An annulment can be a cash cow for a guardian and the attorney who represents him or her. The Post reported in its series Guardianship: A Broken Trust how annulment proceedings initiated by a guardian can drain the estate of the senior and cost loved ones tens of thousands of dollars in court fees fighting it. …
A marriage annulment in guardianship can affect benefits for the surviving partner after the incapacitated senior dies and cause great emotional pain for the couple. Martinez Smith contends that the annulment was designed so that the guardian and his attorney could drain as much money from her husband’s accounts, as possible.
Martinez Smith, who was financially secure long before she met Smith, said she spent upwards of $150,000 form her own money fighting the guardianship and reversing decisions made by Palm Beach Circuit judges. Her husband, she said, was left personally bankrupt as the guardian liquidated life insurance policies.” …
by Charmaign Little, September 8, 2017
TALLAHASSEE — The Florida Supreme Court has quashed the decision of a lower court in a case concerning whether a marriage can be voided, according to an Aug. 31 court opinion.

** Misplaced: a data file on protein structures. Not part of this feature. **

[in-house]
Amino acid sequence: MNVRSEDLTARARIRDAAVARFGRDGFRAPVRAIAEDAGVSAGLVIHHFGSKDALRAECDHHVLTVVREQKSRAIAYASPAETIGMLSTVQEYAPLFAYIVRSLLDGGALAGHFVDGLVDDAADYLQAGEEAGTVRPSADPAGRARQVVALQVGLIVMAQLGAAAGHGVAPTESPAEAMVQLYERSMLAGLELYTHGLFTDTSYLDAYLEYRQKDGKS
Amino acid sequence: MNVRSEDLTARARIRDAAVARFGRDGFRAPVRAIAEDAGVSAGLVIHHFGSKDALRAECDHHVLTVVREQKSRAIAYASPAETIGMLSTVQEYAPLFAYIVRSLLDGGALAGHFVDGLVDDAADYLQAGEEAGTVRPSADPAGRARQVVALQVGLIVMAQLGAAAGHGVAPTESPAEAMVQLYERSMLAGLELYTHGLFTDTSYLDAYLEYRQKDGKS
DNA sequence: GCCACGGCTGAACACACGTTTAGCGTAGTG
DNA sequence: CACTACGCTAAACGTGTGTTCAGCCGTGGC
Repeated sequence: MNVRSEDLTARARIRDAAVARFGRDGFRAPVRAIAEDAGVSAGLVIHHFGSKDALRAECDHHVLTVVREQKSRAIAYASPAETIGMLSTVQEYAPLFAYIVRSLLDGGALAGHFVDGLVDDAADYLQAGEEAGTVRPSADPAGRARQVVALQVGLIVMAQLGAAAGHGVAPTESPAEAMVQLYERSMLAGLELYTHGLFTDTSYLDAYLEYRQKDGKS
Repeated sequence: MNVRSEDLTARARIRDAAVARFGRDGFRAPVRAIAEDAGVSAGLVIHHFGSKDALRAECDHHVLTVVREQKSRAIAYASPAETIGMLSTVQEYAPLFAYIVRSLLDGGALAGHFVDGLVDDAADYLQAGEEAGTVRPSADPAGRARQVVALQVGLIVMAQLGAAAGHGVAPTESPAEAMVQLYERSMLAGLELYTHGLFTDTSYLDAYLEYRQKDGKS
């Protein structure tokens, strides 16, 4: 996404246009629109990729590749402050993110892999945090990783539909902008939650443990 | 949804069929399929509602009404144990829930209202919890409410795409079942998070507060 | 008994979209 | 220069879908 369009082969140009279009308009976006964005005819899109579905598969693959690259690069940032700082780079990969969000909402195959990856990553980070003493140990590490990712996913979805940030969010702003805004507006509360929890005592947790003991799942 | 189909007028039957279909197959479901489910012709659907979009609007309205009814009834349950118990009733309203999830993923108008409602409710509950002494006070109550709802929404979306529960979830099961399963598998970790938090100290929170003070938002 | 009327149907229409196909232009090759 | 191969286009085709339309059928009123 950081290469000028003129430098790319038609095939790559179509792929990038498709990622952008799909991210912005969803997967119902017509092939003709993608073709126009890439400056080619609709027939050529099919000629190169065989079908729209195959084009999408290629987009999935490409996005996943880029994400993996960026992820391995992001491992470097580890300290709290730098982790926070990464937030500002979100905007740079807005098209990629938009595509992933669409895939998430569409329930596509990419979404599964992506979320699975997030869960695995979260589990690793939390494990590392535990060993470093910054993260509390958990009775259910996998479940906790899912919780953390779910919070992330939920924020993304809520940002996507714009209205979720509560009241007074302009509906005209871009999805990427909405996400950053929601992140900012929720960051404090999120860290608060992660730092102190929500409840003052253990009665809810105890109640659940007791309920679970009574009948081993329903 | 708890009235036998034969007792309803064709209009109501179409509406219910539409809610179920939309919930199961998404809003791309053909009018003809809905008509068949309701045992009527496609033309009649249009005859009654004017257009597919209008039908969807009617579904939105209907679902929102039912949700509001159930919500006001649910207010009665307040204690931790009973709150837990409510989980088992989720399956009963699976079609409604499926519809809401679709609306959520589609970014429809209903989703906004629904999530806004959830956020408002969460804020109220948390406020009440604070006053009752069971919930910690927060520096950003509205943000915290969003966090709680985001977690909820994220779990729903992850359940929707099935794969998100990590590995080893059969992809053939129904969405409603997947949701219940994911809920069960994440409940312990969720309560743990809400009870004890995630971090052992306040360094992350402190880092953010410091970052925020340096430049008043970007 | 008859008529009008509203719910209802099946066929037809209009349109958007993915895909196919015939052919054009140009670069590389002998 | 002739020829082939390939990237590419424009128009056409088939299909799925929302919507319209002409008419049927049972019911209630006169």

Glenda Martinez Smith petitioned the court after her marriage to J. Alan Smith was deemed invalid because of his incapacitated state.
Glenda Smith and Alan Smith were engaged in 2009, a year before he was in a car accident that left him with head trauma and partially incapacitated. When a Florida resident is described in this state, a guardianship has the authority to take some rights, including marriage. Still, there was a question of whether the couple needed to receive approval from the court before they tied the knot in 2011, even though they were engaged before he was deemed incapacitated.
John Cramer was given the guardianship title over Alan Smith’s affairs. Glenda Smith requested that Cramer petition the court for approval but he “refused,” according to court records.
Lynne Hennessey, Alan Smith’s court-appointed counsel then petitioned the court to annul the marriage in early 2013 under the notion that the court did not approve the marriage beforehand.
In the trial court, Glenda Smith moved to validate the marriage, and Hennessy motioned for summary judgment. A court denied her request and granted Hennessy’s.